All she needs is wealth, culture, and social standing

Michael Hovance as Val Du Val with his "Boom Boom" girls. Photo courtesy of the MBCC Theater

Rags to Riches

A big hand for “Little Me” in Manhattan Beach

by Bondo Wyszpolski

The Manhattan Beach Community Church Theatre began with a few productions in the latter 1950s, and then really went to town in the ‘80s and hasn’t stopped since. While we often speak of theater groups as companies, this one seems closer to an extended family in that many of the same personnel, the behind-the-scenes tech people as well as the actors, are involved in production after production.

So there’s a certain camaraderie built from long-standing collaborators that has a way of rubbing off on the audience. In other words, an ease and informality prevails and we can sense that in addition to staging the best show they can with limited means everyone’s having fun. There’s a homegrown, hometown charm here which also gives the impression that, unlike seeing a show at the Taper or the Ahmanson where viewers may be unforgiving, stumbles or flub will be taken in stride, maybe with a shrug, and no one will be unduly chastised for it.

Which brings us to the current production, “Little Me,” which opened last weekend and picks up again this Friday. It’s amusing, clever, and entertaining.

“Little Me” is a musical comedy that first appeared on Broadway in 1962. The book was written by Neil Simon (and where would community theater be without him?), the music composed by Cy Coleman, with lyrics by Carolyn Leigh. It was based on a novel by Patrick Dennis which purports to be the memoirs by one Belle Poitrine. This production is directed by Paula Kelley and choreographed by Angela Asch, with a live orchestra conducted by Rick Heckman.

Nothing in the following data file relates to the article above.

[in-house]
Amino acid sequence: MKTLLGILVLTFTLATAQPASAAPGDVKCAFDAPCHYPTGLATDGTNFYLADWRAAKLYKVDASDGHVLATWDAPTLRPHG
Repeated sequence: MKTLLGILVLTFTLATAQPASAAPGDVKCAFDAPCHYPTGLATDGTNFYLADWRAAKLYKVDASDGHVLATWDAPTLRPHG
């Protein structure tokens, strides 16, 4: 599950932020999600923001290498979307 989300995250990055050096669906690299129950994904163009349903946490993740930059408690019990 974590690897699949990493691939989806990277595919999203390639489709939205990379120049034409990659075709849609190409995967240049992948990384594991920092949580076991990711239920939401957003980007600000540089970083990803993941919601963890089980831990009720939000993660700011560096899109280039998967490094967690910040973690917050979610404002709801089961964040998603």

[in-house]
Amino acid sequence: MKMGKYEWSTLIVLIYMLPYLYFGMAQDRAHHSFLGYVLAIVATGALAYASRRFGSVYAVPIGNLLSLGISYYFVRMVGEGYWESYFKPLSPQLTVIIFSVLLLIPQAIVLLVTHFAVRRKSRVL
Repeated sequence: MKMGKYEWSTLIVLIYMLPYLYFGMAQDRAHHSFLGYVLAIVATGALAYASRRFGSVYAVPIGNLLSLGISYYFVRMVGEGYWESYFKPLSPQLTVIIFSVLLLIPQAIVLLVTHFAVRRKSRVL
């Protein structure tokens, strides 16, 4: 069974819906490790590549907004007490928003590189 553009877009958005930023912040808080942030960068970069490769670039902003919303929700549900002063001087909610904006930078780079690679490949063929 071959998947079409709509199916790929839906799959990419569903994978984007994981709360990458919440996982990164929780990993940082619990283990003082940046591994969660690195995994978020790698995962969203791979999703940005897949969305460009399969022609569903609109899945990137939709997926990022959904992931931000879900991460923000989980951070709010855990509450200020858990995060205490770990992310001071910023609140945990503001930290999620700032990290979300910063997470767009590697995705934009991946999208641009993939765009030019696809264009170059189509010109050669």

The story toggles between past and present. In between scenes, although one is tempted to call them skits, the older Belle (Donna Stogryn) prattles into the microphone handheld by Patrick Dennis (longtime South Bay actor and director Perry Shields) about her journey from rags to riches or, to put it another way, from the wrong side to the right side of the tracks.

Michael Hovance (yes, again) as Mr. Pinchley with ensemble members. Photo courtesy of the MBCC Theater

Belle as a young woman is played by Jonni Swensen as a sort of big hearted but naive country bumpkin in the mode of Lil’ Abner’s Daisy Mae or Elly May Clampett of “The Beverly Hillbillies.” Nonetheless, that innate goodness is also her saving grace.

It’s quite by accident that Belle Schlumpfert (yes, her doozy of a maiden name) encounters Noble Eggelston (Michael Hovance), whose curiosity has brought him down from The Bluff to Drifter’s Row. It’s basically love at first sight and love everlasting as soon as their eyes meet and their hands touch, with a burst of music from the orchestra whenever this happens, and rest assured it won’t happen just once.

Noble is about to celebrate his 16th birthday and he immediately invites Belle, who shows up in what could pass for a saloon gal’s outfit from the Wild West. All of Noble’s affluent, stuck-up friends go out of their way to mock the poor girl, which yields the jubilant “Rich Kids Rag” dance number as well as the appearance of Noble’s shocked mother, played to snooty perfection by Michele Selin. There’s no way she’ll allow her son to dirty his hands with a girl who lacks wealth, culture, and social standing. And so, like Adam and Eve expelled from the Garden of Eden, Belle is driven from The Bluff, although not before she and Noble reaffirm their love for one another.